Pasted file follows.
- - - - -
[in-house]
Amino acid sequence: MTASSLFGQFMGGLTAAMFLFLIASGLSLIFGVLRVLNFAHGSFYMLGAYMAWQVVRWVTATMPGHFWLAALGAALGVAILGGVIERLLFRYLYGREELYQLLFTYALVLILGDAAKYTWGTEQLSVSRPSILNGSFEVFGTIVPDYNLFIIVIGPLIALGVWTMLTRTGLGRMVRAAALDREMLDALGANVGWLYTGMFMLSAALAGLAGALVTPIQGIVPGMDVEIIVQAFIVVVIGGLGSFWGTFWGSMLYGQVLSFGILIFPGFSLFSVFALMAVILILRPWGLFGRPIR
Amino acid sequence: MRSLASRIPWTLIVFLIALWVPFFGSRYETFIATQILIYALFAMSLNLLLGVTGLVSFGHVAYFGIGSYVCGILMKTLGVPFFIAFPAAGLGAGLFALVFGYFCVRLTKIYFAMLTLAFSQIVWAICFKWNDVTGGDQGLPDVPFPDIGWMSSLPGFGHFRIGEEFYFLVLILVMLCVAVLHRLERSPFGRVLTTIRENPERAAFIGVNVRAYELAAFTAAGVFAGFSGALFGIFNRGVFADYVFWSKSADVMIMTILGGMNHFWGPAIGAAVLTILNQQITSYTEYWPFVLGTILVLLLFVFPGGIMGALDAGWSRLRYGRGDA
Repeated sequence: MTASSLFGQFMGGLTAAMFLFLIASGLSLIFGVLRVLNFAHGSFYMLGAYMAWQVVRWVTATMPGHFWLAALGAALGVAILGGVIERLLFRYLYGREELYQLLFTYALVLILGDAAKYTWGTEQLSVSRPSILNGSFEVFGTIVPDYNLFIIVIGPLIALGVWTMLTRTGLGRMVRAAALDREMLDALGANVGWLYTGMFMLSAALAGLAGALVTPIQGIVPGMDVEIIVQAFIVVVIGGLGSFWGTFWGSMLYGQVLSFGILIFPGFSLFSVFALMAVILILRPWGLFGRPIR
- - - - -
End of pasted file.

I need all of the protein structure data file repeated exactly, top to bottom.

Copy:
[in-house]
Amino acid sequence: MTASSLFGQFMGGLTAAMFLFLIASGLSLIFGVLRVLNFAHGSFYMLGAYMAWQVVRWVTATMPGHFWLAALGAALGVAILGGVIERLLFRYLYGREELYQLLFTYALVLILGDAAKYTWGTEQLSVSRPSILNGSFEVFGTIVPDYNLFIIVIGPLIALGVWTMLTRTGLGRMVRAAALDREMLDALGANVGWLYTGMFMLSAALAGLAGALVTPIQGIVPGMDVEIIVQAFIVVVIGGLGSFWGTFWGSMLYGQVLSFGILIFPGFSLFSVFALMAVILILRPWGLFGRPIR
Amino acid sequence: MRSLASRIPWTLIVFLIALWVPFFGSRYETFIATQILIYALFAMSLNLLLGVTGLVSFGHVAYFGIGSYVCGILMKTLGVPFFIAFPAAGLGAGLFALVFGYFCVRLTKIYFAMLTLAFSQIVWAICFKWNDVTGGDQGLPDVPFPDIGWMSSLPGFGHFRIGEEFYFLVLILVMLCVAVLHRLERSPFGRVLTTIRENPERAAFIGVNVRAYELAAFTAAGVFAGFSGALFGIFNRGVFADYVFWSKSADVMIMTILGGMNHFWGPAIGAAVLTILNQQITSYTEYWPFVLGTILVLLLFVFPGGIMGALDAGWSRLRYGRGDA
Repeated sequence: MTASSLFGQFMGGLTAAMFLFLIASGLSLIFGVLRVLNFAHGSFYMLGAYMAWQVVRWVTATMPGHFWLAALGAALGVAILGGVIERLLFRYLYGREELYQLLFTYALVLILGDAAKYTWGTEQLSVSRPSILNGSFEVFGTIVPDYNLFIIVIGPLIALGVWTMLTRTGLGRMVRAAALDREMLDALGANVGWLYTGMFMLSAALAGLAGALVTPIQGIVPGMDVEIIVQAFIVVVIGGLGSFWGTFWGSMLYGQVLSFGILIFPGFSLFSVFALMAVILILRPWGLFGRPIR